Belmont’s chapter of Beta Gamma Sigma inducted 17 new members from the School of Business Administration, Curb College of Entertainment and Music Business and Massey Graduate School of Business. Only business students who earn the distinction of the “Best in Business” during their academic careers qualify for membership.
These new members join an expanding worldwide network of more than 600,000 outstanding business professionals who have earned recognition through lifetime membership in Beta Gamma Sigma. Students ranking in the top 10 percent of the baccalaureate and top 20 percent of graduate programs at schools accredited by AACSB International (Association to Advance Collegiate Schools of Business) are eligible for this invitation. Beta Gamma Sigma membership is an international honor, and these students have received the highest recognition a business student anywhere in the world can receive.
Those inducted at the November 6 ceremony were Zachary T. DeWall, Benjamin Digby, Kelsi Farmer, Sara Elise Full, Sara Nicole Grosdidier, Emily Rose Hollingsworth, Catharine Elizabeth Hooks, Anna Knight, Aaron M. Mrozik, Hilary Bays Neblett, Oliver Cody Norris, Jason P. Piland, Joseph L. Pittman, Kelly L. Redfern, Payton McClain Reid, Kalee Sorey and Rebecca L. Tatum.
Dr. Roy Ikenberry, Director of Institutional Research, was awarded the Institutional Research Leadership Award in Student Retention on Oct. 1 at the National Symposium on Student Retention in Buffalo, N.Y.
Dr. Ikenberry’s paper was chosen from more than 50 presented as having best demonstrated the importance of institutional research to the field of student retention and success. His paper, titled “Entering Freshmen to Graduating Seniors: Partnering CIRP Entering Freshman Surveys, Graduating Senior Surveys, and Institutional Data,” has also been published in the Proceedings of the 5th Annual National Symposium on Student Retention.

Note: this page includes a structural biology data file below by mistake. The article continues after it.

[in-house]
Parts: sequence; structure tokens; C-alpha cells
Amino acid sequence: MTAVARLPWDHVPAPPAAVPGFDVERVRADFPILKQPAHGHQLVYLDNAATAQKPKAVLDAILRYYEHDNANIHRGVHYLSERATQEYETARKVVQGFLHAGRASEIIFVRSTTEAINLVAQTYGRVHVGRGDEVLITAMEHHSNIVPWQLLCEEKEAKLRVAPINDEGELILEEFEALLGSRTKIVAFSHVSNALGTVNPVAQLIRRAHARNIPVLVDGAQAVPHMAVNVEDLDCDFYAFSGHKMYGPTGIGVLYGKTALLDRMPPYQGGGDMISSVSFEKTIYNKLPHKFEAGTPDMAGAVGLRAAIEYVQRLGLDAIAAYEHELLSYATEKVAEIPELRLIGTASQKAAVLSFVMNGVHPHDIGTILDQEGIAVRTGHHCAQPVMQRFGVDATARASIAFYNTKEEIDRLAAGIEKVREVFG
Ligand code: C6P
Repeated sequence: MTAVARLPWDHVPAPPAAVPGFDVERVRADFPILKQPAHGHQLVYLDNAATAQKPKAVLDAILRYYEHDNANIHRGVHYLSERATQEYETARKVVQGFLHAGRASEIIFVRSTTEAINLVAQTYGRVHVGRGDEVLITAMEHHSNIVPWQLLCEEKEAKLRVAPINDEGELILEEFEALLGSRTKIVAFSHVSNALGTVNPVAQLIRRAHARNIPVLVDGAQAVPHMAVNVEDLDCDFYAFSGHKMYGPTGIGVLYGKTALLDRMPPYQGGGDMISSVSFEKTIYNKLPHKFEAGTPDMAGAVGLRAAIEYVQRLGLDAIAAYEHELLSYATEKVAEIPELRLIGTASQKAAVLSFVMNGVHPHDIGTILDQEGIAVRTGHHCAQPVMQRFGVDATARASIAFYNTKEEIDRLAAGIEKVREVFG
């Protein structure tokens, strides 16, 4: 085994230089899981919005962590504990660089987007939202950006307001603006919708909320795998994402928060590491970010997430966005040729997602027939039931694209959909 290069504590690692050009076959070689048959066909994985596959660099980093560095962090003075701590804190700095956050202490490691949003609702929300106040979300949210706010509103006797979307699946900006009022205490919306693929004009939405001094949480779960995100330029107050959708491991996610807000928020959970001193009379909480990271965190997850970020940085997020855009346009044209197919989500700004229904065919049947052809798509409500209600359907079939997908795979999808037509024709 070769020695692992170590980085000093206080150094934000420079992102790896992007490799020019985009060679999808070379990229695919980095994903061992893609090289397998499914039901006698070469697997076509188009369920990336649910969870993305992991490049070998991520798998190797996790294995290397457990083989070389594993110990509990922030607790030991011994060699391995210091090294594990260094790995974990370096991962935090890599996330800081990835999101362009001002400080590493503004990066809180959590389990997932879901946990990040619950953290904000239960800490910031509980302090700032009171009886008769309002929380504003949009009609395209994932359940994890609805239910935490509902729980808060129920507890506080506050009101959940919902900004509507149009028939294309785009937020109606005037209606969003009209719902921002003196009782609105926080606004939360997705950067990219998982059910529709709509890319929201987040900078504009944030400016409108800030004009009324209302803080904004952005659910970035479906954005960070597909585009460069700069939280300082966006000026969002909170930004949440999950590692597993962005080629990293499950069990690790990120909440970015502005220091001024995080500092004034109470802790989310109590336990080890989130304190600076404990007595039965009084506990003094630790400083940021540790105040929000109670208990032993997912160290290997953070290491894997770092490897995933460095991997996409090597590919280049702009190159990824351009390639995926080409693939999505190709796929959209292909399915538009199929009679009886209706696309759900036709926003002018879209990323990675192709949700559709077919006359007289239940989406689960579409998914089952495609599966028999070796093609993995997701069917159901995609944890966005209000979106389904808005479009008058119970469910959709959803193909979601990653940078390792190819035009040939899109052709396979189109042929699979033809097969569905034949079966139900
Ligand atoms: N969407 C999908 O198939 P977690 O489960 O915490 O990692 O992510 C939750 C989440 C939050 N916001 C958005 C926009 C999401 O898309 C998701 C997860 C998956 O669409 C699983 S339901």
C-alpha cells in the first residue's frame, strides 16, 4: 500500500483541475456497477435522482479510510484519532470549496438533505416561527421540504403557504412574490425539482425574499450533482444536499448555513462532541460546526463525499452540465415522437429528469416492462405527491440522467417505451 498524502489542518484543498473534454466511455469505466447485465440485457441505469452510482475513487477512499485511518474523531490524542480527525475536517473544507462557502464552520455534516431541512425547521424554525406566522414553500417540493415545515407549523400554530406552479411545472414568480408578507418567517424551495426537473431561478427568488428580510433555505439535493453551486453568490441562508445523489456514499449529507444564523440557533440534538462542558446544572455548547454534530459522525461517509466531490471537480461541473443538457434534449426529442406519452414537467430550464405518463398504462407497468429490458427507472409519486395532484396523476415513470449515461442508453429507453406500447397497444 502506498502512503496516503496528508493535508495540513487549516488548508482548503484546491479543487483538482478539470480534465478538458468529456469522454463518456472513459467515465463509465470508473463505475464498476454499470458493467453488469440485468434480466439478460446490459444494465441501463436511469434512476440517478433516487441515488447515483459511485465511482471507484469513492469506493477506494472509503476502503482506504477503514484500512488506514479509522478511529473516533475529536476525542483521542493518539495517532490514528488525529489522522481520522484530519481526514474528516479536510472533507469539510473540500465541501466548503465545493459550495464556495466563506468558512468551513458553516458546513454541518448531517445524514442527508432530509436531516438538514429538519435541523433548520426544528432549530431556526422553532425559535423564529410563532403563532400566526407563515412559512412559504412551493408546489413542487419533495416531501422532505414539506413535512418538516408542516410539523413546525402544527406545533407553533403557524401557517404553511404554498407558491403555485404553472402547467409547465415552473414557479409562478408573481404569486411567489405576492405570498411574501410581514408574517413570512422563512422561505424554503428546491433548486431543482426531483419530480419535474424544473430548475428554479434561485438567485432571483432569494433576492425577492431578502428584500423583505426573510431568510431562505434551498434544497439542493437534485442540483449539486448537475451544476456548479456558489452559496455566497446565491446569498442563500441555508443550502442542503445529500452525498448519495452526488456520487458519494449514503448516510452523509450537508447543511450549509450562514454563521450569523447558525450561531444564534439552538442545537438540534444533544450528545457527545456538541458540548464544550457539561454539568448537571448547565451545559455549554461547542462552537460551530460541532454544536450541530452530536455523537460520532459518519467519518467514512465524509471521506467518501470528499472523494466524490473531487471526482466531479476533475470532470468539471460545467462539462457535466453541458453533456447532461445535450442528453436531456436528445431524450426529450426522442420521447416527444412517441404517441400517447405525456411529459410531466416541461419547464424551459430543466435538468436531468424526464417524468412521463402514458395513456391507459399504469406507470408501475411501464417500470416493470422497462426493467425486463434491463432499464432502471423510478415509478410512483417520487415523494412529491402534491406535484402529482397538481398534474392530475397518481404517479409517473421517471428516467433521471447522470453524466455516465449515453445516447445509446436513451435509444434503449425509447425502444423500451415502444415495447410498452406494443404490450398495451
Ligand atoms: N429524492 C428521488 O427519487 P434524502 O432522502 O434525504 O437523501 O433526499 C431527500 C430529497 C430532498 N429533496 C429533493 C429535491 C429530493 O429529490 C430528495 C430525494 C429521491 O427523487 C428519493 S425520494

“I was thrilled to hear this announcement. It is not too often that you have a paper become a best seller, so to speak,” said Dr. Ikenberry. “It is an honor to receive this award, especially from this particular group that I have been a part of since 1994.”
The Consortium for Student Retention Data Exchange at the University Oklahoma hosts the annual National Symposium on Student Retention in order to provide a forum for administrators, faculty and staff from institutions of higher learning to share the most currently available research on student retention.
The Belmont University speech and debate team won several awards at a tournament held at Tennessee State University last week. It was the first tournament the team has attended. The debate team placed first in the tournament with 122 points, 63 points higher than the second place team. In the debate division Belmont students held four of the top eight positions in the quarter- final round of competition. Awards were as follows:
• Wesley Rainer (senior) and Tyler Kimbro (sophomore)
• Alexandra Haas (sophomore) and Haley Wilson (freshman)
• Eric Schoen (sophomore) and Bethany Miller (freshman)
Second place team:
• Mike White (freshman) and Andrew Bishop (freshman)
Tyler Kimbro was also ranked as the fifth place individual speaker at the tournament.
• Eric Schoen (sophomore) placed sixth in poetry interpretation.
• Nicole Bright (freshman) placed sixth in programmed oral interpretation.
Pam Parry, associate professor of journalism, was named Teacher of the Year by the Small Programs Interest Group (SPIG) at the annual meeting of the Association for Education in Journalism and Mass Communication Aug. 7 in Boston. Parry also will serve as the Teaching Co-Chair and Secretary of SPIG for 2009-2010. Parry is pictured at right with John Jenks, Head of SPIG.
Parry also had a book review published in the Spring 2009 issue of American Journalism, the publication of the American Journalism Historians Association. She reviewed Deborah Nelson’s The War Behind Me: Vietnam Veterans Confront the Truth About U.S. War Crimes. Parry is currently writing her dissertation for a doctor of philosophy degree in media history from the University of Southern Mississippi in Hattiesburg.
The Belmont University Department of Athletics recently announced that its student-athletes had one of their most successful semesters in the classroom since the program moved to NCAA Division I.
For the 2007 fall semester, Belmont had a department grade point average (GPA) of 3.254, which is the highest GPA for the fall semester in the department’s Division I era. The fall 2007 GPA is also among the top-three highest GPAs recorded by the department in both the fall or spring semesters behind a 3.288 in the spring of 2002 and 3.273 in the spring of 2005. Also, every Belmont team had a team GPA of over 3.0 for the first time in the Division I era. The top three sports in terms of team GPA are Women’s Cross Country (3.619), Women’s Golf (3.538) and Men’s Golf (3.503).